The most interesting person was Sarah. She's a very dynamic woman of diverse experience and strong opinions. She told me how, after serving in her neighborhood's political committee, she had moved out for 10 years and then returned, shocked to find it “destroyed”. She said that she was given the cold shoulder by those she had known earlier, as if they knew that she knew that they were either actors or somehow complicit in the neighborhood's downturn. She attributed the loss mainly to money and political corruption. Moving to the purpose of my tour, she agreed that Congress, too, was corrupt and dysfuntional. She agreed with my statement that “only “We the People” can fix it” but was at a loss as to how. I hope that the photo I took of this remarkable woman with my new cellphone will do her justice.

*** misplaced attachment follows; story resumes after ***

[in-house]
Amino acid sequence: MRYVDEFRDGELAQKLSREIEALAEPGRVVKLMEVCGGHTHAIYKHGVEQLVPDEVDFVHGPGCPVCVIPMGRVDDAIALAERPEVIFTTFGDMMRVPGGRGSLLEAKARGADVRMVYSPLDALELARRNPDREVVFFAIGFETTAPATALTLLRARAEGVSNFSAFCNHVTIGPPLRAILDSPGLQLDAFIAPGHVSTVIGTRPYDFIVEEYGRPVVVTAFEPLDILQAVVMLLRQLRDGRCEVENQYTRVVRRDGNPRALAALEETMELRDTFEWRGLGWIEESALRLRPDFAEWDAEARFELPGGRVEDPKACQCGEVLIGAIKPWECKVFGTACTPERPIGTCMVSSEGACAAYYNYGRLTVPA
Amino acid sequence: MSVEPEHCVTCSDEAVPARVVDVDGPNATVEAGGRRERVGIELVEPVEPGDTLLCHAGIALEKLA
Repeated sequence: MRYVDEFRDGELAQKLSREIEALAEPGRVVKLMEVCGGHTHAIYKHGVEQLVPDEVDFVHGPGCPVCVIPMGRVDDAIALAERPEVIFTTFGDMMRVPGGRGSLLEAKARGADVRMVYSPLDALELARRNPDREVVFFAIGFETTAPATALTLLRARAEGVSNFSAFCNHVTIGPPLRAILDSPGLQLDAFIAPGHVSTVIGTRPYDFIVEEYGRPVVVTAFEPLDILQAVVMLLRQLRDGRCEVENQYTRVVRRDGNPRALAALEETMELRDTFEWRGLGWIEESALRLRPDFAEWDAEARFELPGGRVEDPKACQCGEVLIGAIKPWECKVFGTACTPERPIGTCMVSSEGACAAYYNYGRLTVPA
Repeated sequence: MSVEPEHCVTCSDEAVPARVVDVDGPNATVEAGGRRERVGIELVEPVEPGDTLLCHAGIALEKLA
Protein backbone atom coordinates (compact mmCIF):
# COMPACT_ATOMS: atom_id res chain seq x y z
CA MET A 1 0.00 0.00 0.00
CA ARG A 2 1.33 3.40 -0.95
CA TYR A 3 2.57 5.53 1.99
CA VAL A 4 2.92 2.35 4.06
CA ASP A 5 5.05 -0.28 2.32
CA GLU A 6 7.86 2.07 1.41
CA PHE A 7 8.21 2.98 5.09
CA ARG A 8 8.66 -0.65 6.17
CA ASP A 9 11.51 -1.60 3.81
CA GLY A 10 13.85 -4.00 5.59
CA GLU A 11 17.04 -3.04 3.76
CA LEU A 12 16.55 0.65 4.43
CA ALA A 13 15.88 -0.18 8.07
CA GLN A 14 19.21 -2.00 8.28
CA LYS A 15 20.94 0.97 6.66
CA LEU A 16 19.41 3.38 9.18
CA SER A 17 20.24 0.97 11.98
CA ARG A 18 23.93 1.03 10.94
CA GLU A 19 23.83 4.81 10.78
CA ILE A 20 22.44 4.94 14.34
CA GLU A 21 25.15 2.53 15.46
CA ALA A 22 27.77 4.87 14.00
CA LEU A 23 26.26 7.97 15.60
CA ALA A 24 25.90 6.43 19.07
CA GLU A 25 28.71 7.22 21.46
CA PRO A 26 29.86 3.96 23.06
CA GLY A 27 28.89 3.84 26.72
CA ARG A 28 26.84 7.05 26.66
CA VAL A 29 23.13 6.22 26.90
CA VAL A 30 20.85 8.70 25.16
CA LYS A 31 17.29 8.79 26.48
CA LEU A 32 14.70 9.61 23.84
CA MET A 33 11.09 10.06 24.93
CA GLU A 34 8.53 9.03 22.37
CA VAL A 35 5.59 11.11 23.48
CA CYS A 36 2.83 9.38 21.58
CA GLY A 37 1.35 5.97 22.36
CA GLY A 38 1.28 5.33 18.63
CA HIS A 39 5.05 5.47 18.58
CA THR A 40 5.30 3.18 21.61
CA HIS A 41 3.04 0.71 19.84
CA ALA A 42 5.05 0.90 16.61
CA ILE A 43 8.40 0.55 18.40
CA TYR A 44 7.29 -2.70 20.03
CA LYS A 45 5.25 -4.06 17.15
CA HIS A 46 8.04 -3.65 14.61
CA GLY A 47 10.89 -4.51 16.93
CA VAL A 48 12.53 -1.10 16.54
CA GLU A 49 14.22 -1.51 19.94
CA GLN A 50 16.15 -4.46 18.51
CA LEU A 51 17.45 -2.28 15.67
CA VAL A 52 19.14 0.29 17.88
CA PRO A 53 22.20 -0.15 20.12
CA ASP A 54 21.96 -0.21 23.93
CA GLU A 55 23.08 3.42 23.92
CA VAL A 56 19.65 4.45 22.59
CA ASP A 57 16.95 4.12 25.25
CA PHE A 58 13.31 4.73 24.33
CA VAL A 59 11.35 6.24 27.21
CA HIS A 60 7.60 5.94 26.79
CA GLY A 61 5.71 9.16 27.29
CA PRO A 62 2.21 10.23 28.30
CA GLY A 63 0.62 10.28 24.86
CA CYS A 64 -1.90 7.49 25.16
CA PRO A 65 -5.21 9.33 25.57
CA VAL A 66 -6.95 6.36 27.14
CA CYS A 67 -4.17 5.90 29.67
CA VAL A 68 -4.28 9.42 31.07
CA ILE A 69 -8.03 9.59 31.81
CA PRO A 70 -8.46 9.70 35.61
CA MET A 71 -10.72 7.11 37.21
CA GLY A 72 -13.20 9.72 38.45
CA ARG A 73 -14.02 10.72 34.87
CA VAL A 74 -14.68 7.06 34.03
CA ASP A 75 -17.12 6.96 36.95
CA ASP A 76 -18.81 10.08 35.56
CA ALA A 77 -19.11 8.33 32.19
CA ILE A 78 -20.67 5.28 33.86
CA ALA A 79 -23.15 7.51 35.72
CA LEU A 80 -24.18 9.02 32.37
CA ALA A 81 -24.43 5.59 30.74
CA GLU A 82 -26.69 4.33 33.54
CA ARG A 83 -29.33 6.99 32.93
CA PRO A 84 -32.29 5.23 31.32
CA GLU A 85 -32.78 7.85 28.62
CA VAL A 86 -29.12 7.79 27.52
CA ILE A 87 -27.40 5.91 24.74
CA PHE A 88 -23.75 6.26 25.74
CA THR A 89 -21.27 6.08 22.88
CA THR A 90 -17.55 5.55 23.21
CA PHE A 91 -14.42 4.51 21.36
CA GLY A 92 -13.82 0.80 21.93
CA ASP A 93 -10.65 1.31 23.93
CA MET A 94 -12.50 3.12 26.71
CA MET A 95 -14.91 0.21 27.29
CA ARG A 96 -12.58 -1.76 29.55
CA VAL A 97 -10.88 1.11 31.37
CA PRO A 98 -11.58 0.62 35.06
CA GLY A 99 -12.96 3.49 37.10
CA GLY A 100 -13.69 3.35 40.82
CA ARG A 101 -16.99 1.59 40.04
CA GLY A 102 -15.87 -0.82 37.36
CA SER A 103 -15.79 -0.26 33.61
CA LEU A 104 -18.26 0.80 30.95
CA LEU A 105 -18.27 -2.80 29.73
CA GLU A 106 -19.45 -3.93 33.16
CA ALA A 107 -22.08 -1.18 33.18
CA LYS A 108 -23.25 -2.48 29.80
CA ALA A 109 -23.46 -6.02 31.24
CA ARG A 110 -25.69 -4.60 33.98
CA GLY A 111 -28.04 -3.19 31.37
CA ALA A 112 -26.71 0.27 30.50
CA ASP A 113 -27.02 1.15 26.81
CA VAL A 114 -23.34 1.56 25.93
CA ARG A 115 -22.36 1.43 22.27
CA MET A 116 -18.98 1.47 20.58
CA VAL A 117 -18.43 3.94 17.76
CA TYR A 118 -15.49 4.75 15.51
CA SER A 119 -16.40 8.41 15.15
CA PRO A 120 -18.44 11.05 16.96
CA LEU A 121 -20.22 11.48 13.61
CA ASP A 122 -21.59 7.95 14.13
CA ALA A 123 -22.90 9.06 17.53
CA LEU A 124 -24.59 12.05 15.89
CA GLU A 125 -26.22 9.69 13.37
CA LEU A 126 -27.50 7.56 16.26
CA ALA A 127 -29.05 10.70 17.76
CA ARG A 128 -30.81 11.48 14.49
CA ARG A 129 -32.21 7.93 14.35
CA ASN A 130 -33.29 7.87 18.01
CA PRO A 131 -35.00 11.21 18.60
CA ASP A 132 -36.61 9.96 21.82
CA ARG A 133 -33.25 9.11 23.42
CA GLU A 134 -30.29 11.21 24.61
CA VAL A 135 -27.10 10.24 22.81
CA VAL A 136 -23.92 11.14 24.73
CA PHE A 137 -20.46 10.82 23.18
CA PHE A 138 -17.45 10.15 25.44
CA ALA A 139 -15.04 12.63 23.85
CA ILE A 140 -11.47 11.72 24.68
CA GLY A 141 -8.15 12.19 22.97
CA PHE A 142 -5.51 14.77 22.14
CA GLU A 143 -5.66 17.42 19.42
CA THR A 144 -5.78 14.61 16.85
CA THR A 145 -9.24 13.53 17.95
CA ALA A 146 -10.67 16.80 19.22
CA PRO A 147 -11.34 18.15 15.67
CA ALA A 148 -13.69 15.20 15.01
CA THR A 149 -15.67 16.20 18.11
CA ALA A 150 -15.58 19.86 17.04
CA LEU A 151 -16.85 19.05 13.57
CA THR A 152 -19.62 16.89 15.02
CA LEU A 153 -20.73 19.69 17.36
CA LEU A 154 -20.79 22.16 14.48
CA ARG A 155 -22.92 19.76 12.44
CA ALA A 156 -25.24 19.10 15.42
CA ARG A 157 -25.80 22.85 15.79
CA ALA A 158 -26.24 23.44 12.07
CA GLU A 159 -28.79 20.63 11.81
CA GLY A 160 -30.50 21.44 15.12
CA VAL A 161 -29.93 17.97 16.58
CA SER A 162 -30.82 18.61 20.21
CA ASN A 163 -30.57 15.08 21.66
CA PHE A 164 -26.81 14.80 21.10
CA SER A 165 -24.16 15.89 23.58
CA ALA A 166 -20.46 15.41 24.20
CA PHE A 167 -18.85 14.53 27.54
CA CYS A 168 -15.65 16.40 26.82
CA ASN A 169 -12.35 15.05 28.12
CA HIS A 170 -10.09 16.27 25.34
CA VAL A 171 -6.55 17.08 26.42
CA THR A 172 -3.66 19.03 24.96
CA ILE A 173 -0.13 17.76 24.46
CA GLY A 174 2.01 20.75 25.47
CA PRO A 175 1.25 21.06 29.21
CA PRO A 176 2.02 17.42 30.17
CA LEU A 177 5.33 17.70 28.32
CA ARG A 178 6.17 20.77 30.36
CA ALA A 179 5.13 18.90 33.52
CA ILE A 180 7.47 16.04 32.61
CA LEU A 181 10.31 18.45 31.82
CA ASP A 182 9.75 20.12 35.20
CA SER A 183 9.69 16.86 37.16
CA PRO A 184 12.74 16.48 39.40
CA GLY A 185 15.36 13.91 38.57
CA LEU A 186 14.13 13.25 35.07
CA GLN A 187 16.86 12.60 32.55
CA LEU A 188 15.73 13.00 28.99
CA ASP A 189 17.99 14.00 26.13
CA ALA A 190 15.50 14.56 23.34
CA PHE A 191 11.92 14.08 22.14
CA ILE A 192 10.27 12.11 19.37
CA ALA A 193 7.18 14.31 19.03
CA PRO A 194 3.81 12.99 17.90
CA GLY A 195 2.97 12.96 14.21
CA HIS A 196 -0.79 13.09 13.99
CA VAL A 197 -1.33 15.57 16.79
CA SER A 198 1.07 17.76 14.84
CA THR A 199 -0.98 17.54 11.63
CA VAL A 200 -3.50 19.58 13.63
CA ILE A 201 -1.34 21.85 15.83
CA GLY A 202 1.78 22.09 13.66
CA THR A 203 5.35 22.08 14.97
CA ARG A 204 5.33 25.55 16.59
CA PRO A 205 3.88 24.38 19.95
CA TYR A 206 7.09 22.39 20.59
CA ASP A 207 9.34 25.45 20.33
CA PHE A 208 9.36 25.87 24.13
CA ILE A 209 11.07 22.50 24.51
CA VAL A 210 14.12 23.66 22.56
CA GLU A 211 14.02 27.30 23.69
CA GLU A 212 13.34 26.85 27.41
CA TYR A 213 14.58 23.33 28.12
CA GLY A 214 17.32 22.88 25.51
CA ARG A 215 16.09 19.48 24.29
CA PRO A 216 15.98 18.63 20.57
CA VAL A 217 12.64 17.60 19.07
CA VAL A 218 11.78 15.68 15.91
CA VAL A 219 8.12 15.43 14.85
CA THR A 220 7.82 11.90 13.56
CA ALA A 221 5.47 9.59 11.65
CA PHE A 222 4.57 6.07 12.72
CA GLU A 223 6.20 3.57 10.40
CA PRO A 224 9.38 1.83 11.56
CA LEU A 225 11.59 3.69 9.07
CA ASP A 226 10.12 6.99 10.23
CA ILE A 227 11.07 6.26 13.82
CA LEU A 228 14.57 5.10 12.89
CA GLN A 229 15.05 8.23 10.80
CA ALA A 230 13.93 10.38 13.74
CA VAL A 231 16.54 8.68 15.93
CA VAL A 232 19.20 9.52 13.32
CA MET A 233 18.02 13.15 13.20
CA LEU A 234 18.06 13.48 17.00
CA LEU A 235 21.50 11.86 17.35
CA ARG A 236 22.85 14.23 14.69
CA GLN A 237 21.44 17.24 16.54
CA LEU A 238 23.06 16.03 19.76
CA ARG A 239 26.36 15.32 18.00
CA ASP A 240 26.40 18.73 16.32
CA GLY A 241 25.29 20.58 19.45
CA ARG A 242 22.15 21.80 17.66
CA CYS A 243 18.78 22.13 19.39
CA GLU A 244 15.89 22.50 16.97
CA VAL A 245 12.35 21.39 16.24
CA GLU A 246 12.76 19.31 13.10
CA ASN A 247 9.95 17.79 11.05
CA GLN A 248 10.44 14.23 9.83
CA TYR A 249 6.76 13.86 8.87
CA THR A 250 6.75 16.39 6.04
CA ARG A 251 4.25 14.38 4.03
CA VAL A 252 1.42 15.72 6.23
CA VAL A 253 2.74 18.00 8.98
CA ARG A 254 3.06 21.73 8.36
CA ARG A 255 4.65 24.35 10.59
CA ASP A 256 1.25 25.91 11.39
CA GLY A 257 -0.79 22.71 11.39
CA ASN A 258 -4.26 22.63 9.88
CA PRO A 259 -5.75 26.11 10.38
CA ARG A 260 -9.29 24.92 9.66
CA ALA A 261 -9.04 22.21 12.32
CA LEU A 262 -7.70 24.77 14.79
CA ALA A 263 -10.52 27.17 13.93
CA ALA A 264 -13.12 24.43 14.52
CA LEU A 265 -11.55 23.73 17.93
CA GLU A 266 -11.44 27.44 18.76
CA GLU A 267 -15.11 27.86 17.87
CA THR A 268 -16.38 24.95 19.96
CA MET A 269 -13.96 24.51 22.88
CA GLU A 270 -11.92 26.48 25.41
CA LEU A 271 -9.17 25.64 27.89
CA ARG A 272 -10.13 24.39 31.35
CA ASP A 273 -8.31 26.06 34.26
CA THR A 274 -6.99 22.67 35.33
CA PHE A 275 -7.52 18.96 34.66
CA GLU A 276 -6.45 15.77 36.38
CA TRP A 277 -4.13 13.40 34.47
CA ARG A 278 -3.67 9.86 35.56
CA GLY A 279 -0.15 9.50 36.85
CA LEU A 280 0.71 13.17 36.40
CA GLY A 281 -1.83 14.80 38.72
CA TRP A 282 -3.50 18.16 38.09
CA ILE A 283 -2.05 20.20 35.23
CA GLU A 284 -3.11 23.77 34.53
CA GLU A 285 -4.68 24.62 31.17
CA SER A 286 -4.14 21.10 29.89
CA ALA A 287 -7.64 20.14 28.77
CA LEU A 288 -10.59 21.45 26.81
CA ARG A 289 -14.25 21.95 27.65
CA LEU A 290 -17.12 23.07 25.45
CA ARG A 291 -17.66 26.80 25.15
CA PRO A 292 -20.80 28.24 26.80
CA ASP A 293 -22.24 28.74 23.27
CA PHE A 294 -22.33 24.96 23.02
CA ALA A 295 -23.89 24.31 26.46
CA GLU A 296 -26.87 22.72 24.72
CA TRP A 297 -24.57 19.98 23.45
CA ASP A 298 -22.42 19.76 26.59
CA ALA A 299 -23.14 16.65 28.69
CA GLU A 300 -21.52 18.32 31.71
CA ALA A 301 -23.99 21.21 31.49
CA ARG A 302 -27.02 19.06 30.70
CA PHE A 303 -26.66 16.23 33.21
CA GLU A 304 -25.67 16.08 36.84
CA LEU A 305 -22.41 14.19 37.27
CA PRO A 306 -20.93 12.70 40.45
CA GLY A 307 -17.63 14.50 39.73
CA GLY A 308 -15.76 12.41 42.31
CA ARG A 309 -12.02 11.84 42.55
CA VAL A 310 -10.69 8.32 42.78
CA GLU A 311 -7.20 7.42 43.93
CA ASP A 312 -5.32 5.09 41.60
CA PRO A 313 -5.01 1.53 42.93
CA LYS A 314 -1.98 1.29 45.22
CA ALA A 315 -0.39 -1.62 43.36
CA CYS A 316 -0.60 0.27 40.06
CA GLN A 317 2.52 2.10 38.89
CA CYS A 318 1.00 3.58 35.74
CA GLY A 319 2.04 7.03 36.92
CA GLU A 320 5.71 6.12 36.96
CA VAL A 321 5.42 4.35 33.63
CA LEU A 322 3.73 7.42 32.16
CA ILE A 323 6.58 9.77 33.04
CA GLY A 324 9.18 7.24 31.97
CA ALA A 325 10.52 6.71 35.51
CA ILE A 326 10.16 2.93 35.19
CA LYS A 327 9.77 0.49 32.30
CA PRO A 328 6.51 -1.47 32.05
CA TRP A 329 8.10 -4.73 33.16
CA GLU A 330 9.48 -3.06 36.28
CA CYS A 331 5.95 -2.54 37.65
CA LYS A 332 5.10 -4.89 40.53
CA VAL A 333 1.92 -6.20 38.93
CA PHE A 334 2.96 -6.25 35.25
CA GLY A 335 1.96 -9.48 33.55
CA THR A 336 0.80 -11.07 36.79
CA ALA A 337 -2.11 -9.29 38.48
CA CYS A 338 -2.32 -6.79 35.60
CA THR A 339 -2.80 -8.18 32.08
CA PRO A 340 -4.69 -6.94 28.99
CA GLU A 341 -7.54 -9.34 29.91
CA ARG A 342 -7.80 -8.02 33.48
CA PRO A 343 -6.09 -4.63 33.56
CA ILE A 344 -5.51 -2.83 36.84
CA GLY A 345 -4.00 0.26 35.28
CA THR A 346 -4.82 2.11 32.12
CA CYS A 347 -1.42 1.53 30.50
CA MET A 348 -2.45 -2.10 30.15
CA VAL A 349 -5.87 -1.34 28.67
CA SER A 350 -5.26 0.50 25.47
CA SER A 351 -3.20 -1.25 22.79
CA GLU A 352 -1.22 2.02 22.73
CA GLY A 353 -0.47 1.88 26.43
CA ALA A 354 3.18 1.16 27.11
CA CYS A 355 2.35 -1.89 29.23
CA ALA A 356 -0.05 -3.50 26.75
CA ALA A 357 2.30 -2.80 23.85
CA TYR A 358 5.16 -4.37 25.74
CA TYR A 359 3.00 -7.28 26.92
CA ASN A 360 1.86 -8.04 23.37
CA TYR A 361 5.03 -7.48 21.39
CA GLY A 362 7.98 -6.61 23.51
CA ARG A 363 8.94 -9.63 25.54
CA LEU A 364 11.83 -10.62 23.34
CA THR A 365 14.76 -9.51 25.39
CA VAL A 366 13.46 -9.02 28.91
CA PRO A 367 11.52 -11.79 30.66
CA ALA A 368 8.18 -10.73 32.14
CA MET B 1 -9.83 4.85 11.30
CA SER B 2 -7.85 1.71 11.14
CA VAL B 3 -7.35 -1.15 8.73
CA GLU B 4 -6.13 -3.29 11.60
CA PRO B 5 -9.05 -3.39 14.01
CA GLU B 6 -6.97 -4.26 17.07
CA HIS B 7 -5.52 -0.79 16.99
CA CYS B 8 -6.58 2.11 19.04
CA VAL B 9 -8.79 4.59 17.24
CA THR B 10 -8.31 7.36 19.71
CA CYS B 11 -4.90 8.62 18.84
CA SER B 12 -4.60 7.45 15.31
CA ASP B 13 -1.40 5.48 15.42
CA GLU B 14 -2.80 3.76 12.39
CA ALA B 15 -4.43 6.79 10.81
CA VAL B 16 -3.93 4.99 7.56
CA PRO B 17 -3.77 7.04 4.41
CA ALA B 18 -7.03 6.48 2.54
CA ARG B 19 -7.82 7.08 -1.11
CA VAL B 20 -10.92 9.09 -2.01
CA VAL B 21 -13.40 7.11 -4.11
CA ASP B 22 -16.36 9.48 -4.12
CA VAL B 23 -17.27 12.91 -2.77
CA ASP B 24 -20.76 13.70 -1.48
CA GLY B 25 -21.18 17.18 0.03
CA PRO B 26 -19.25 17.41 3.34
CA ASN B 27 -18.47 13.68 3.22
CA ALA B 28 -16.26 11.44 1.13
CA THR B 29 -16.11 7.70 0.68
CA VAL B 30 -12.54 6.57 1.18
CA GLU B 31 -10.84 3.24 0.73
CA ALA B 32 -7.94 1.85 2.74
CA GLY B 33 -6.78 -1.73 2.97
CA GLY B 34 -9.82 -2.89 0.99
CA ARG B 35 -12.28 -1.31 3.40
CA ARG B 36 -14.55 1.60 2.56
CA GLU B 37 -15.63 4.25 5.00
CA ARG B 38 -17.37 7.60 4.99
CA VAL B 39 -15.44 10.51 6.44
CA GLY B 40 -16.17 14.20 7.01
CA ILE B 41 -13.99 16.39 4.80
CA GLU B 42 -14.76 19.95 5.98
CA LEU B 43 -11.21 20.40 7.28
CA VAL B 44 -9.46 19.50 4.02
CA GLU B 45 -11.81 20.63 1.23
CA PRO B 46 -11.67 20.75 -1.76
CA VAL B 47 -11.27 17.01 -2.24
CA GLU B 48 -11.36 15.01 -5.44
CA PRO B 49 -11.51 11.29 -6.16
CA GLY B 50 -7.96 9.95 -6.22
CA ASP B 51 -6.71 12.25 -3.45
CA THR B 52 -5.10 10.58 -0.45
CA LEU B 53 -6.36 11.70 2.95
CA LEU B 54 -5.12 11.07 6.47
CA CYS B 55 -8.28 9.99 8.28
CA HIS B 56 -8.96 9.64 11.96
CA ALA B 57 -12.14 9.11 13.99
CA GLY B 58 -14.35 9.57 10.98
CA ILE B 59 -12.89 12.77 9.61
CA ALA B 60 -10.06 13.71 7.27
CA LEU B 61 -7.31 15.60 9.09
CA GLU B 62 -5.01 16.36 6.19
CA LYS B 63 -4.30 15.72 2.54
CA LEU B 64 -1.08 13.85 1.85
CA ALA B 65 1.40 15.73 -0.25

Visit 6.3: A little after 4 p.m., I went to 1907 S. Broad St., the location of the district office of Rep. Robert Brady. The woman at the reception desk said that there was no one else there and she was leaving for a personal emergency. So, no visit.

Visit 6.4: I had on my schedule to visit another district office – that of Rep. Chaka Fattah – but the office was not to be found at 4104 Walnut St. I consulted with a nearby police officer but he didn't believe the address contained such an office, nor was Rep. Fattah anywhere to be found.

PLACE # 7: Washington, D.C.